(Getty/Win McNamee/Rasmus-Raahauge)

Trump signed on to play the president in "Sharknado 3," turned it down for real thing

Maybe if he had actually played the role, we wouldn't be in this mess


Gabriel Bell
August 2, 2017 6:53PM (UTC)

For what became a scintillating writeup in the The Hollywood Reporter, writer Seth Abramovitch sat down with the producers of the campy, courageously nonsensical "Sharknado" franchise to find out how they've been able to draw celebrities from both the A and D levels into their endless maelstrom of CGI killer sea life and terrible, terrible puns.

On top of solid stories and horrid revelations — the pay gap is a very real thing in the "Sharknado" universe — the producers share that, yes, current president and sundowning nativist Donald J. Trump was indeed signed on to play the commander in chief during the production of the third film in the series.

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According to producer David Latt, the grimacing reality star and sometime real-estate developer was wooed for the role of the president in 2015's "Sharknado 3: Oh Hell No!" when first choice Sarah Palin dropped out. After "Sharknado" star and "Celebrity Apprentice" contest Ian Ziering reached out to Trump about the opportunity, "The Donald said yes," Latt told Abramovitch. "He was thrilled to be asked."

Indeed, casting director Gerald Webb said "We got pretty far," noting that Trump's attorney and current player in the Russia investigation Michael D. Cohen drew up a contract. "It was serious talks."

So why is the rattled and rattling world leader perched behind the Resolute Desk instead of being just another name in the list of political "Sharknado" guest stars that includes Ann Coulter and Anthony Wiener?

It seems that as production moved closer to filming, the Trump team went silent, only to tell the producers that their man had shifted priorities. "Donald's thinking about making a legitimate run for the presidency, so we'll get back to you," Latt recalls Cohen telling him. "This might not be the best time." The producers went with the obvious next option, Mark Cuban.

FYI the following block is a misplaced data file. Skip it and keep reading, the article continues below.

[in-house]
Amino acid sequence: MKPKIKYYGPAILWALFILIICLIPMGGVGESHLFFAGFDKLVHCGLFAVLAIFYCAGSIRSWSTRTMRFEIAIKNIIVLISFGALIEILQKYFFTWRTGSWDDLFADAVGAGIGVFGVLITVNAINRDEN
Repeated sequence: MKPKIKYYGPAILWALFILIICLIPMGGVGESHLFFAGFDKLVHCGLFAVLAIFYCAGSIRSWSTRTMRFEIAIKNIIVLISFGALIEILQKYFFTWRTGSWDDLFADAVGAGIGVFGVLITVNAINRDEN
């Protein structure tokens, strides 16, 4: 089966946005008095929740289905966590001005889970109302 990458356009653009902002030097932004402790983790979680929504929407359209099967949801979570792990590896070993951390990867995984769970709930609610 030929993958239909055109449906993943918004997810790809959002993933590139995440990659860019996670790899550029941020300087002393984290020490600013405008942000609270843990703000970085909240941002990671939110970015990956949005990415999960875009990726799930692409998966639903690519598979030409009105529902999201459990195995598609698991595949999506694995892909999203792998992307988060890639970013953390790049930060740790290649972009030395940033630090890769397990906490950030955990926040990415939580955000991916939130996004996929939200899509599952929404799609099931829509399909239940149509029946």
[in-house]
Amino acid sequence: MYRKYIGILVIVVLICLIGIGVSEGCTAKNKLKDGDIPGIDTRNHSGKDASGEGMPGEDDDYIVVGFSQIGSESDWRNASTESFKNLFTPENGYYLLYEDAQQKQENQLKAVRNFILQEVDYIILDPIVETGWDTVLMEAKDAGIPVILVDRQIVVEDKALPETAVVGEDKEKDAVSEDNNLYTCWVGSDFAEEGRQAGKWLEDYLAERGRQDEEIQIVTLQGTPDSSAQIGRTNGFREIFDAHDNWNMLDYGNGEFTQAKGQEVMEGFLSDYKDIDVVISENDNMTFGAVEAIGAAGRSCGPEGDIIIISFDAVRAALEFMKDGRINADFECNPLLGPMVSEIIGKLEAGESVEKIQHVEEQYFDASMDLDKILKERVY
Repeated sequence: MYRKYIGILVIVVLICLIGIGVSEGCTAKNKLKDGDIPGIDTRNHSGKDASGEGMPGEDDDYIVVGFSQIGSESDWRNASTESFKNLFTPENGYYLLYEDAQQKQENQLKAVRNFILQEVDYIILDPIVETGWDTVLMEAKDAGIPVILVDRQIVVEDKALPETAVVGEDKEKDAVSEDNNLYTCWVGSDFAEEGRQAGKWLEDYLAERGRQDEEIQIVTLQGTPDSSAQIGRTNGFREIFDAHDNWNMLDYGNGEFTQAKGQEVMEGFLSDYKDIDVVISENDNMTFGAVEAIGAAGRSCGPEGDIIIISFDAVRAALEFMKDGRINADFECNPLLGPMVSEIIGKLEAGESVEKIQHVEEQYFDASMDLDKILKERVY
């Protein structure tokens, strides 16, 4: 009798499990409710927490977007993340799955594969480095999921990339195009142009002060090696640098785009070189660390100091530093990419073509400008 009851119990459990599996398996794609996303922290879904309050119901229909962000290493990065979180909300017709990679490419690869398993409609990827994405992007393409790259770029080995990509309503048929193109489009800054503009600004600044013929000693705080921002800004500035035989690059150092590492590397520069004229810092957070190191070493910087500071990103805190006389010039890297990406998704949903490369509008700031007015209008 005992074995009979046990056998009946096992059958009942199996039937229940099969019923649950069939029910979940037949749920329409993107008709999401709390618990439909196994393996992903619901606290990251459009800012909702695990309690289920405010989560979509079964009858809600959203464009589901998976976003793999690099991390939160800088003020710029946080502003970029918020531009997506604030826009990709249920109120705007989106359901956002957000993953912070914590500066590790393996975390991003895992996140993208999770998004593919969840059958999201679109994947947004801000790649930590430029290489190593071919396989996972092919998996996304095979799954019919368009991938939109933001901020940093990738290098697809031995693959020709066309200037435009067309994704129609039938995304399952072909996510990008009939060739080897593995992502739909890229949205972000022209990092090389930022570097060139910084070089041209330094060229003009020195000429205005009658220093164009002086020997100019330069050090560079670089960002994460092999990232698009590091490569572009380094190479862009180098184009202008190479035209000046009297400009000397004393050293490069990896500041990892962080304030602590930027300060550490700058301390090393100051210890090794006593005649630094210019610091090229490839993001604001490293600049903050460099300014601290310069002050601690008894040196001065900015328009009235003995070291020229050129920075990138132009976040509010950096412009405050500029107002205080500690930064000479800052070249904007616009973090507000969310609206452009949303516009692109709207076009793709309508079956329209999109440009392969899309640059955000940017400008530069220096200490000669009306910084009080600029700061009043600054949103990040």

This, of course, prompted a predicable reaction from Cohen and Trump. "Then we immediately heard from Trump's lawyer," Latt told Abramovitch. "He basically said, 'How dare you? Donald wanted to do this. We're going to sue you! We're going to shut the entire show down!'" You know, these guys are admirable in their consistency if nothing else.

And thus do we have fake-president Cuban and real-president Trump, a situation many would now happily reverse. And really, should Trump have opted for commanding our nation on film against a tide of murderous sharks instead of commanding it in real life against a tide of true, complex problems; wouldn't even he have been better off? He certainly doesn't seem to enjoy governing. No, a shot at pomp, visibility and victory over a doll-eyed, ravenous enemy was all the sad, unloved boy from Queens ever really wanted. On "Sharknado 3: Oh Hell Ya!" he would have gotten it.

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Gabriel Bell

Gabriel Bell is Salon's Deputy Culture Editor. Follow him on Twitter at @GabrielJBell

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